How Caregivers Deal With Private Matters

How Caregivers Deal With Private Matters 

Do caregivers deal with private matters?  In other words, deal with issues that otherwise is something we don’t normally have to think about when giving care to others.

Human nature is a very private matter, yet needs to be addressed when others have a hard time remembering things.

That matter is sexuality.

Deal with Private Matters

When you are caring for your parents, you never really want to think about their intimate relationships.   For me, it wasn’t something I shared with them and not really wanted to think about theirs. Yet, it came up and I did some research.

Here is what I found when coping with changes in intimacy and how it can change or not change when a person develops dementia.  Think about that for a minute. It is a stimulation but also a decision on the right course of action. You are still alive and those feelings never really seem to go away.

When I researched this subject, I found many sources for this is a big topic others need to be aware of, especially if you are a caregiver for someone other than your spouse. Here is an article that sums it up.

Changes that Deal With Private Matters

Alzheimer’s and Dementia can cause changes in intimacy and sexuality in both a person with the disease and the caregiver. When things affect your memory you may start to worry, have fear and depression or develop low self-esteem.  This can lead to becoming dependent on or cling to someone else. They may not remember ones in their life and fall in love with someone else.  

Dementia can cause changes in emotions and how others may act.   A once happy person can become aggressive and angry. They might tend to lash out and fight back.  Other tendencies may become physical or abusive. Even a sexual drive can change, depending on where in the brain your sensors are affected.  

Uncharacteristic behavior is part of this illness and you may see many changes that you don’t normally think about.  Be aware that this can happen and give support to those that need it.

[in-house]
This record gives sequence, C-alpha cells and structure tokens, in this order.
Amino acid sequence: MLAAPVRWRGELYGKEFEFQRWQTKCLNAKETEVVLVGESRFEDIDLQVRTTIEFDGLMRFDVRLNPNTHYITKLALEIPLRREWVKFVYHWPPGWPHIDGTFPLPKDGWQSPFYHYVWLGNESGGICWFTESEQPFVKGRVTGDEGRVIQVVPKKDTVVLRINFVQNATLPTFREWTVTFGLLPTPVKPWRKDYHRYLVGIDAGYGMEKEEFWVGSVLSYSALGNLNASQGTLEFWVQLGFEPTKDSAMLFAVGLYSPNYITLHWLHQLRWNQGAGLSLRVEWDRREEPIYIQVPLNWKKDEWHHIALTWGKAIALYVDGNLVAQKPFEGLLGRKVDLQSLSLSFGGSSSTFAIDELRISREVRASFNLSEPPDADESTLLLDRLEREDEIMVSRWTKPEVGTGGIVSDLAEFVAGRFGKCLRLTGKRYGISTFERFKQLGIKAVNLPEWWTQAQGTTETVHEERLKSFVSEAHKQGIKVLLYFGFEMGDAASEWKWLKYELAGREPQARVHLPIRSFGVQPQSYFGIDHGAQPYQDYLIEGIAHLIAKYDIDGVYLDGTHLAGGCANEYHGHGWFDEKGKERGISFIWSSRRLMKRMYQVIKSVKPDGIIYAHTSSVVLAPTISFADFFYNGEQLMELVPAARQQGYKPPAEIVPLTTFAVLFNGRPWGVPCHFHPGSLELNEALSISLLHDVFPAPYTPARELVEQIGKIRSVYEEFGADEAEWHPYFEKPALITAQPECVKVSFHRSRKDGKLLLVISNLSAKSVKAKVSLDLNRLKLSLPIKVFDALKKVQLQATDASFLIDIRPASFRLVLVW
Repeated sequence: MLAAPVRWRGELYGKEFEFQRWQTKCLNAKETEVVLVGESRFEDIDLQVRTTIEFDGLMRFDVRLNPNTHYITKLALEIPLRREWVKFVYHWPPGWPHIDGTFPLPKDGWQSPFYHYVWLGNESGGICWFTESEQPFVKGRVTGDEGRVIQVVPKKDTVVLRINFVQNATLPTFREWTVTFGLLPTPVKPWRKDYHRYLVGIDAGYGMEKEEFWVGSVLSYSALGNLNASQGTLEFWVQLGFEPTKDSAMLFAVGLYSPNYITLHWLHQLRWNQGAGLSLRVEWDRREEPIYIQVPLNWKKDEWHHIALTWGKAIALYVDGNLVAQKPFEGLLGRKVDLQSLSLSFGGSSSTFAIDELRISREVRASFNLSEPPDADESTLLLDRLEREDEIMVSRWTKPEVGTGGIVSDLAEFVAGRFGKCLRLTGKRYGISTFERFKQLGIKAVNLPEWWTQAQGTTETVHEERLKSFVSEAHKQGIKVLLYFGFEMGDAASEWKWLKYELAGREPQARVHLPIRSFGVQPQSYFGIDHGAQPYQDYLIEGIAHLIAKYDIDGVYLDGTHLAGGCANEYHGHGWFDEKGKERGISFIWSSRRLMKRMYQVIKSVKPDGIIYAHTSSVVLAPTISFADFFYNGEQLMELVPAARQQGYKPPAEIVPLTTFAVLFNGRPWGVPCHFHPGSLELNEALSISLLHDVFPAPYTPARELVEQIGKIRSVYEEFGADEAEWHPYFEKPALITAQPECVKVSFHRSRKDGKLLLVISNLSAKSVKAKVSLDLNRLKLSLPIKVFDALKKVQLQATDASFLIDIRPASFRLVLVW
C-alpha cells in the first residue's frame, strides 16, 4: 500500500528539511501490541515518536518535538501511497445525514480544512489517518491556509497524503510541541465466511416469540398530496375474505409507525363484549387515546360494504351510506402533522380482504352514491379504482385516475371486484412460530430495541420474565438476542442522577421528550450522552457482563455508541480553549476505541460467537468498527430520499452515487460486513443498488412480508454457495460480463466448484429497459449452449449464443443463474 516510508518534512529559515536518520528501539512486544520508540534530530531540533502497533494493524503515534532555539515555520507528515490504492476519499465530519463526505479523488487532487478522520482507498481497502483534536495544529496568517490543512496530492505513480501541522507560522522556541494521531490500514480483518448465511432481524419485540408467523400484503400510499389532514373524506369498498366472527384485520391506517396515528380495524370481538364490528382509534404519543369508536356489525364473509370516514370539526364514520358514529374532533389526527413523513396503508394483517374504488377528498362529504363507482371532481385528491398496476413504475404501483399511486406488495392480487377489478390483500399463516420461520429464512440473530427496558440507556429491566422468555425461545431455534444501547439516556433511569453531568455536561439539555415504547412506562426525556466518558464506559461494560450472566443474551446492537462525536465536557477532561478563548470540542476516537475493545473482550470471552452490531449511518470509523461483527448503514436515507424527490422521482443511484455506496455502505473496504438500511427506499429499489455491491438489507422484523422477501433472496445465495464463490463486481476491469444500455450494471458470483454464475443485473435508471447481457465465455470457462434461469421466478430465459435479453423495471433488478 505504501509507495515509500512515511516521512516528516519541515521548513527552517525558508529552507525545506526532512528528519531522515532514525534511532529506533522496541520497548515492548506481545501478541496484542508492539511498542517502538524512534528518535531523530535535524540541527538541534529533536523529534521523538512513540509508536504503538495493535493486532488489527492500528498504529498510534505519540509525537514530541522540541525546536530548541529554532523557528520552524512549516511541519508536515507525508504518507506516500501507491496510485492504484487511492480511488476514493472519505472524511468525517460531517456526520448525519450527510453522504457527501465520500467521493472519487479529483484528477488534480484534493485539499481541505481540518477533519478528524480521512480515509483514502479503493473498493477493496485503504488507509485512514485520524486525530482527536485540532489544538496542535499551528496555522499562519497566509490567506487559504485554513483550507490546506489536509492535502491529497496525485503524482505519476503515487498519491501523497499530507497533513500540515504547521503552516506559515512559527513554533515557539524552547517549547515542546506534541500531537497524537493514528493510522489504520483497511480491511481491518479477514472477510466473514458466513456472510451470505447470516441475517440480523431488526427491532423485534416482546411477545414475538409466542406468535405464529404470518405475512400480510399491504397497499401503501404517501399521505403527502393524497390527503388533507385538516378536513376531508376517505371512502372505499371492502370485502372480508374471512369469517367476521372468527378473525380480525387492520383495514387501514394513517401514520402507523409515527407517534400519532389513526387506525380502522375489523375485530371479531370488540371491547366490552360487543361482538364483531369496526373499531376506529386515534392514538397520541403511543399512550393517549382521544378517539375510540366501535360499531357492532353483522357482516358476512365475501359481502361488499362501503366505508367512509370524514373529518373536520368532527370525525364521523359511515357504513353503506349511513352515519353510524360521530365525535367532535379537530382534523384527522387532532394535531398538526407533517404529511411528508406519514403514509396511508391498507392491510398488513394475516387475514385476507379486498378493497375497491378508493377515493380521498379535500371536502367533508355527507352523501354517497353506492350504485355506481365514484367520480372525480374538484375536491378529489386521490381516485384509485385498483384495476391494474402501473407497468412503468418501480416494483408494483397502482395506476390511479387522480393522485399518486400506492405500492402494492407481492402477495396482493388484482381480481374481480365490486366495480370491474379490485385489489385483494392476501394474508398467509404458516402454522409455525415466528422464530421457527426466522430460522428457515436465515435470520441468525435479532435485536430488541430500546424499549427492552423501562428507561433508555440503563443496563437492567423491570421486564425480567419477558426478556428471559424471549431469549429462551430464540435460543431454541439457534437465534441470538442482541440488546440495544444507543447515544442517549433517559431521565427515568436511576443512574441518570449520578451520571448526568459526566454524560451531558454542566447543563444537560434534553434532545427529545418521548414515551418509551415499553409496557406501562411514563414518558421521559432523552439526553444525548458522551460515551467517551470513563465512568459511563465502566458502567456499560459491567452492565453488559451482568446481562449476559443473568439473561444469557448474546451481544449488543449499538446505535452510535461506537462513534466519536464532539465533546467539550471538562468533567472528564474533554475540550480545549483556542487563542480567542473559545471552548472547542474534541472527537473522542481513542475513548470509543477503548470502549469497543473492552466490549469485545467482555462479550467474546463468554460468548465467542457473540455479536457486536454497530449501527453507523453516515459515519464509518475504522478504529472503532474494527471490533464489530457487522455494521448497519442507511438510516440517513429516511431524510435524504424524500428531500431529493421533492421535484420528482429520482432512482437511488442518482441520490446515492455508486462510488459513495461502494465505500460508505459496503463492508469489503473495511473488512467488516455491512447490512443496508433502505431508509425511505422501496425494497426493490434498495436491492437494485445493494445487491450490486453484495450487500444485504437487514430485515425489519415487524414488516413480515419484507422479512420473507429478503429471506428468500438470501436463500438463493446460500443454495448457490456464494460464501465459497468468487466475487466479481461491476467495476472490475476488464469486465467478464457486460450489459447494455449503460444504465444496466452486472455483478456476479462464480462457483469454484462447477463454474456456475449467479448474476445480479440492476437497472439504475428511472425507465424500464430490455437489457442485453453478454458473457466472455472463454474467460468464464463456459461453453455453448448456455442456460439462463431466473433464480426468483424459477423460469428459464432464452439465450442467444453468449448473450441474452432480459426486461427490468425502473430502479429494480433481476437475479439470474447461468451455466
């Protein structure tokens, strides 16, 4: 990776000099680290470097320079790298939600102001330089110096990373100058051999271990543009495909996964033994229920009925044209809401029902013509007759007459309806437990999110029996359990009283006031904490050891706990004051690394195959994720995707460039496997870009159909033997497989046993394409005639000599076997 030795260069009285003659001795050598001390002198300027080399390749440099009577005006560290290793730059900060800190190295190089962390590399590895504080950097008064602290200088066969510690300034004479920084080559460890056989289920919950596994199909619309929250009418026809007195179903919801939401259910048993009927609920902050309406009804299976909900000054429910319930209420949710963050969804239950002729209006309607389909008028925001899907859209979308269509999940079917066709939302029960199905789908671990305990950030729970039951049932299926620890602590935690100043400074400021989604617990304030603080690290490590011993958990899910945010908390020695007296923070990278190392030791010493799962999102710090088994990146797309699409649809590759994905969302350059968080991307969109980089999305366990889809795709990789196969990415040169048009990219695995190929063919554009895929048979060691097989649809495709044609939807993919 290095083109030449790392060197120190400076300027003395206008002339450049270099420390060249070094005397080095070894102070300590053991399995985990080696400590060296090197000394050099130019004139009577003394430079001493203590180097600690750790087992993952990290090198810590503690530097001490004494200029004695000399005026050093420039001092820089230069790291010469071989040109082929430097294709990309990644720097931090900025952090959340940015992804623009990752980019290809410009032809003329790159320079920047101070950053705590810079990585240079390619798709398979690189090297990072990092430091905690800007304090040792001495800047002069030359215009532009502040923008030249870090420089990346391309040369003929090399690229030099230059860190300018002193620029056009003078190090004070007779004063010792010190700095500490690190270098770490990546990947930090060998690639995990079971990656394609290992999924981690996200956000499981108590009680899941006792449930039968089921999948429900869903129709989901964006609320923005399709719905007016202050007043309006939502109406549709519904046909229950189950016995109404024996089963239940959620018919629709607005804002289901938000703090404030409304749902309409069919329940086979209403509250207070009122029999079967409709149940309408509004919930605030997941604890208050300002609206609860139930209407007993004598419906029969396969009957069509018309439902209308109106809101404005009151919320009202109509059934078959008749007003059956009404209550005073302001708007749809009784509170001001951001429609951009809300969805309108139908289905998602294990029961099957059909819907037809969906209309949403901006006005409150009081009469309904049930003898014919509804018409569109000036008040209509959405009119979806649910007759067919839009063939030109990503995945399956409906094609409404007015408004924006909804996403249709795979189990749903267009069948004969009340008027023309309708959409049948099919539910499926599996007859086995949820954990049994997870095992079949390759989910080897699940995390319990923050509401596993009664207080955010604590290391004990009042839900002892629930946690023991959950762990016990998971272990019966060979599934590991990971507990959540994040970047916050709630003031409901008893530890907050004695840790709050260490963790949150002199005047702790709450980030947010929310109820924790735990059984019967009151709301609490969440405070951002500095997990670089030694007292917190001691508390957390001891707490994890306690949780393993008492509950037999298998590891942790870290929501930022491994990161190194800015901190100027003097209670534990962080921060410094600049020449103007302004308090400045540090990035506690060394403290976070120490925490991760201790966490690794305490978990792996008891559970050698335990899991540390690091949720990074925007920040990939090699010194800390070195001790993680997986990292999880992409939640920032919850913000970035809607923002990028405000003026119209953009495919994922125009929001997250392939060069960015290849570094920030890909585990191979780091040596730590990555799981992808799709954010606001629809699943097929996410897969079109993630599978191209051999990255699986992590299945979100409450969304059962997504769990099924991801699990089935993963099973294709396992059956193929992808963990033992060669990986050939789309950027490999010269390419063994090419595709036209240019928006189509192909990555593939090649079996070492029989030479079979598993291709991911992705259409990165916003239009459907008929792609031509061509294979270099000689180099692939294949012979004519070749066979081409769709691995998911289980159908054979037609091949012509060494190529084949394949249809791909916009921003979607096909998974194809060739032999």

Coping with Changes in Intimacy

It is important when you are caring for someone that they are:



Cared about.

When doing this their need to cling or being around others will not be quite as awkward.  Also, this disease or medications for this can affect his or her interests. To make this more appealing, try exploring new ways of spending time together.  Focus on other ways to show affection, holding hands is great and not in appropriate. Also, hugging or dancing may help with this feeling.

Here is another article that has a lot more information that may help you also:

This guide focuses on dementia and sexuality, intimacy and sexual behavior in care homes – a subject which remains one of the last taboos of long-term care. The onset of old age or a cognitive impairment does not erase the need for affection, intimacy and/or relationships and yet this aspect of ageing has often been ignored and sidelined in policy and practice. While the issues involved can be complex, controversial and sensitive and may challenge our own beliefs and value system, it is essential that we understand more about them to foster a more person-centered approach to dementia care. Care home residents with dementia often have complex care needs and trying to understand and respond to the more intimate and sexual aspects of a resident’s personality can be challenging.  Read more here:

You need to remember that just because you have aged, you still need loving, safe relationships and a caring touch.  

Also,   if you feel you need more.  Here is a book that I also found.


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